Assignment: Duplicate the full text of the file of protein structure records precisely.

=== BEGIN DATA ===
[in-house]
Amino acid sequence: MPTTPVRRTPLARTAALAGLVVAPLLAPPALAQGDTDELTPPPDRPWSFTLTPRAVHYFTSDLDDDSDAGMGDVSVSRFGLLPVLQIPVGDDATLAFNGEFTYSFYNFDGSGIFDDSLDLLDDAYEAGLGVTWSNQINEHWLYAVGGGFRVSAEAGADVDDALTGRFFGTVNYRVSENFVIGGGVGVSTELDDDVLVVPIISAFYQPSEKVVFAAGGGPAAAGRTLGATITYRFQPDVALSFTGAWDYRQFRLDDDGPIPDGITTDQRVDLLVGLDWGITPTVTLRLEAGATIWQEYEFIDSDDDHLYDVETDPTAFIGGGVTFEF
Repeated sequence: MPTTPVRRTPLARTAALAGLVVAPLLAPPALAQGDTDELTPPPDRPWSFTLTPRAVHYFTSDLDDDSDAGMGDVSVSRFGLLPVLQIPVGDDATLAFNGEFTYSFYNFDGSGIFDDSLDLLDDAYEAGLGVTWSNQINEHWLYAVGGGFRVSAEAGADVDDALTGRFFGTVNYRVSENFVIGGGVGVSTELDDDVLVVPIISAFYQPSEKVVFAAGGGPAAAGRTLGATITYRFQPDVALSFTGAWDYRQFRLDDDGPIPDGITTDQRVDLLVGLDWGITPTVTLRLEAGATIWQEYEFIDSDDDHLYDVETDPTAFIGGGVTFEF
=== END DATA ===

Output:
[in-house]
Amino acid sequence: MPTTPVRRTPLARTAALAGLVVAPLLAPPALAQGDTDELTPPPDRPWSFTLTPRAVHYFTSDLDDDSDAGMGDVSVSRFGLLPVLQIPVGDDATLAFNGEFTYSFYNFDGSGIFDDSLDLLDDAYEAGLGVTWSNQINEHWLYAVGGGFRVSAEAGADVDDALTGRFFGTVNYRVSENFVIGGGVGVSTELDDDVLVVPIISAFYQPSEKVVFAAGGGPAAAGRTLGATITYRFQPDVALSFTGAWDYRQFRLDDDGPIPDGITTDQRVDLLVGLDWGITPTVTLRLEAGATIWQEYEFIDSDDDHLYDVETDPTAFIGGGVTFEF
Repeated sequence: MPTTPVRRTPLARTAALAGLVVAPLLAPPALAQGDTDELTPPPDRPWSFTLTPRAVHYFTSDLDDDSDAGMGDVSVSRFGLLPVLQIPVGDDATLAFNGEFTYSFYNFDGSGIFDDSLDLLDDAYEAGLGVTWSNQINEHWLYAVGGGFRVSAEAGADVDDALTGRFFGTVNYRVSENFVIGGGVGVSTELDDDVLVVPIISAFYQPSEKVVFAAGGGPAAAGRTLGATITYRFQPDVALSFTGAWDYRQFRLDDDGPIPDGITTDQRVDLLVGLDWGITPTVTLRLEAGATIWQEYEFIDSDDDHLYDVETDPTAFIGGGVTFEF